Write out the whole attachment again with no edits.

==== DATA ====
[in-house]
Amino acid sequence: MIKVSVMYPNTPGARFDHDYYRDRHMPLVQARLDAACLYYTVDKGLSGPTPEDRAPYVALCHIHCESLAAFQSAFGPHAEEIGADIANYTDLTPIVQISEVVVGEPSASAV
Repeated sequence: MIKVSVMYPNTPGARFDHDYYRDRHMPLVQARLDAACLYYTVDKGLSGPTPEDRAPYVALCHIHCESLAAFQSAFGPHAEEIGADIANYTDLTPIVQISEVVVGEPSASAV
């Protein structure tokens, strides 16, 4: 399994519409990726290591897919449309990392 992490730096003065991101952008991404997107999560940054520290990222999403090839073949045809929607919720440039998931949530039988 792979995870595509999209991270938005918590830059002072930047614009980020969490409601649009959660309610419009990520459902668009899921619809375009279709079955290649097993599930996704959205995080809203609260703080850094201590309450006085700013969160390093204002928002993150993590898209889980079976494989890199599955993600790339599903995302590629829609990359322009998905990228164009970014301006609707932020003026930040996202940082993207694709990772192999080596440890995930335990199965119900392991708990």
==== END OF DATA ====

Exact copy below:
[in-house]
Amino acid sequence: MIKVSVMYPNTPGARFDHDYYRDRHMPLVQARLDAACLYYTVDKGLSGPTPEDRAPYVALCHIHCESLAAFQSAFGPHAEEIGADIANYTDLTPIVQISEVVVGEPSASAV
Repeated sequence: MIKVSVMYPNTPGARFDHDYYRDRHMPLVQARLDAACLYYTVDKGLSGPTPEDRAPYVALCHIHCESLAAFQSAFGPHAEEIGADIANYTDLTPIVQISEVVVGEPSASAV
């Protein structure tokens, strides 16, 4: 399994519409990726290591897919449309990392 992490730096003065991101952008991404997107999560940054520290990222999403090839073949045809929607919720440039998931949530039988 792979995870595509999209991270938005918590830059002072930047614009980020969490409601649009959660309610419009990520459902668009899921619809375009279709079955290649097993599930996704959205995080809203609260703080850094201590309450006085700013969160390093204002928002993150993590898209889980079976494989890199599955993600790339599903995302590629829609990359322009998905990228164009970014301006609707932020003026930040996202940082993207694709990772192999080596440890995930335990199965119900392991708990």